But there are certainly questions of access, equity, privatization and racism. Plus, pollution of waterways precludes access. If the water smells terrible and looks bad, it doesn’t really have the same benefits. But these questions also connect up to the idea that, if you were redesigning the coasts of the oceans and the rivers and lakes to maximize these benefits, you would create a public space near the rivers and around the lakes and along the oceans, and you would back up the private land where people have houses or apartments. Those front row private areas would still be at a premium. They would still be worth more, but they would be behind a public blue space, and that would offer more opportunity for people that lived miles from the water to get there and enjoy it.
The University of Exeter Medical School has probably done the best academic research on this topic. They found measurable increases in happiness in people who move closer to water, taking into account the other factors that may be increasing or decreasing their happiness, such as income or employment. So it’s kind of interesting to see that teased out in the data.
When you learn to swim, three-quarters of the planet become available, which is a pretty cool thing to have happen to you.
Greg: What about people who have a troubled relationship with water, whether they’ve had a traumatic experience in water or they never learned to swim as a child? How can they access that blue mind?
J: You’re describing my mom. She had two what she would describe as near-death experiences around water during her childhood in Green Bay, Wisconsin. Subsequently, she doesn’t swim and won’t even put her face in the water if she’s in the water. Generally, she just doesn’t want to get into the water. She does enjoy a margarita on the second-floor balcony overlooking the water and would choose that as an activity. Not just the margarita part, but looking at the water. She likes the beach, but she doesn’t want to be in the water.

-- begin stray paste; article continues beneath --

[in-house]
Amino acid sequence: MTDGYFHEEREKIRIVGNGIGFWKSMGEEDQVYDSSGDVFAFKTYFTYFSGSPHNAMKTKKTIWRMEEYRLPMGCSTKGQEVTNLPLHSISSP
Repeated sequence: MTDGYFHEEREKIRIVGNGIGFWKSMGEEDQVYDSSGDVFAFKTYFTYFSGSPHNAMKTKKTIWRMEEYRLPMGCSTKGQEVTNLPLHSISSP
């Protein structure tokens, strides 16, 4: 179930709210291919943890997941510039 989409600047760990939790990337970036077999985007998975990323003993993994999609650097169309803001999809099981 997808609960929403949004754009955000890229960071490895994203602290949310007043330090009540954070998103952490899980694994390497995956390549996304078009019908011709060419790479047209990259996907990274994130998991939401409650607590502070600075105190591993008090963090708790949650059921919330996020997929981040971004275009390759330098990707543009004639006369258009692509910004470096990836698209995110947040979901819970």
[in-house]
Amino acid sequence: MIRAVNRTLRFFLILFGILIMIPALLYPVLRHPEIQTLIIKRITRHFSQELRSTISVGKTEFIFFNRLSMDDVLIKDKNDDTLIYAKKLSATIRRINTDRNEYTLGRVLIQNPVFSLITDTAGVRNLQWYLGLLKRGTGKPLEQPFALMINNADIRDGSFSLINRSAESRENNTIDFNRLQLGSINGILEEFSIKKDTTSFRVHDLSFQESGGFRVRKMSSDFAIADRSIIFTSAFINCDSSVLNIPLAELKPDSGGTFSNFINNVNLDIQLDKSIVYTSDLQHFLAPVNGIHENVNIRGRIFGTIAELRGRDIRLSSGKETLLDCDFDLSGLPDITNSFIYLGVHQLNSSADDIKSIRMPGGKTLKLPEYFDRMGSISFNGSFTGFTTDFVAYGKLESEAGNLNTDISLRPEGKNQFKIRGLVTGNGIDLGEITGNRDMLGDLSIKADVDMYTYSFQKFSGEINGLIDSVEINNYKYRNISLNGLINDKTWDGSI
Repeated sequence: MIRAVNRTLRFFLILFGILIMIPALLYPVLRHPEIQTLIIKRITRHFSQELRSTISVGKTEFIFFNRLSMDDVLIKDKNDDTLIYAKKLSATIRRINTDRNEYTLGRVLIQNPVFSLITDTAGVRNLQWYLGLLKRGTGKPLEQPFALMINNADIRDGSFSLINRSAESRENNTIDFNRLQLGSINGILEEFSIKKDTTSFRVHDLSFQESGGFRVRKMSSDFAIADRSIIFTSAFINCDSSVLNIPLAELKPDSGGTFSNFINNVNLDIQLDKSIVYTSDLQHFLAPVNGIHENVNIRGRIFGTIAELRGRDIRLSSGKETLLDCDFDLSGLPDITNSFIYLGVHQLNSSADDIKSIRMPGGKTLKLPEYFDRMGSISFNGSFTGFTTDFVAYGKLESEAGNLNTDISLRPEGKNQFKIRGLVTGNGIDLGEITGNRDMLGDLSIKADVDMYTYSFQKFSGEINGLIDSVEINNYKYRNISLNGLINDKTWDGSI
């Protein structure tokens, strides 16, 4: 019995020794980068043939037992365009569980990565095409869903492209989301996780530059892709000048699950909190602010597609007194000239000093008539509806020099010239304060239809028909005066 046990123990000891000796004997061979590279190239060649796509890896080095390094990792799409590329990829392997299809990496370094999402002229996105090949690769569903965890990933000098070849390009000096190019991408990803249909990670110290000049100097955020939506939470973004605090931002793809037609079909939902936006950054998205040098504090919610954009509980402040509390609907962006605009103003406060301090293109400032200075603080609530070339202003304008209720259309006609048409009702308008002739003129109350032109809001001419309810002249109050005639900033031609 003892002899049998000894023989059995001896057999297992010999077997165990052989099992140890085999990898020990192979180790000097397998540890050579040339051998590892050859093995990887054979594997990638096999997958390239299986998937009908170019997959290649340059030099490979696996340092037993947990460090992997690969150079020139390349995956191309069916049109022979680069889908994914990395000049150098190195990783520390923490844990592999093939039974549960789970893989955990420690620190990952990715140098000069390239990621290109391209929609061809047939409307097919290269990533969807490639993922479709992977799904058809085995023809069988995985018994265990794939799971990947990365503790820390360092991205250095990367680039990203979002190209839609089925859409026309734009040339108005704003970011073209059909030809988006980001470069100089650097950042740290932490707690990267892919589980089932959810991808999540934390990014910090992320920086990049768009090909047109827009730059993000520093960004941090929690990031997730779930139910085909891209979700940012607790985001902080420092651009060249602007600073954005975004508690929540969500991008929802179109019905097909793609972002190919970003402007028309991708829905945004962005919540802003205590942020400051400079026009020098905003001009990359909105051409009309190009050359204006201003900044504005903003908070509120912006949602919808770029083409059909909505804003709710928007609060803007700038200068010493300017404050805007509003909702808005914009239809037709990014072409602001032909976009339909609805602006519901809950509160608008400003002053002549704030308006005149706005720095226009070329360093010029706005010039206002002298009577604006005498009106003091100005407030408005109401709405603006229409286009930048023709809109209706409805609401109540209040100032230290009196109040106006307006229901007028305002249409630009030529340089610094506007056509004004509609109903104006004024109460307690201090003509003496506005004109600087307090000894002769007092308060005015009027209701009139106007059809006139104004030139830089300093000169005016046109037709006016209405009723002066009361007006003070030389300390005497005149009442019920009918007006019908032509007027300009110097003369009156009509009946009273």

I was with her and my kids in Hawaii for my parents’ anniversary one year, and my goal was to get in the water with her by the end of our time together there. I had to approach it gently and carefully and slowly. I told her it would just be me and my two daughters and not my brother’s kids, who she didn’t trust to not dunk her. So we planned the moment and went out there and convinced her to float on her back with the three of us supporting her. And we told her we would not dunk her and we would not let any water touch her face.
And I have to say it was the most relaxed I’ve ever seen her in my life. At the time, my father’s health was failing (he’s since passed away). He was in a wheelchair, and traveling was stressful. Everything was stressful for her at that moment. Worrying about his health and logistics, and simple things like getting on an airplane were complicated. But she was just floating with her eyes closed on her back in the water.
I recognize how hard it was for her to get to that spot, but also that she’d gone through life unable to enjoy that, and it may have been nice if she had had those opportunities. She was crying about it. My daughter, her granddaughter, said, “Why are you crying, Grandma?” And she said, “I didn’t know how nice this was.”
Some people may have layers of fear, whether because of not learning to swim or being told the water is dangerous. And there are some cultural and racial aspects to this that are passed along in families that are overcomeable. They’re not permanent. Not knowing how to swim is not a permanent condition. And lots of people, later in life, have decided, this is ridiculous, this fear of water or not knowing how to swim, and have tackled it successfully.
And then three-quarters of the planet become available, which is a pretty cool thing to have happen to you.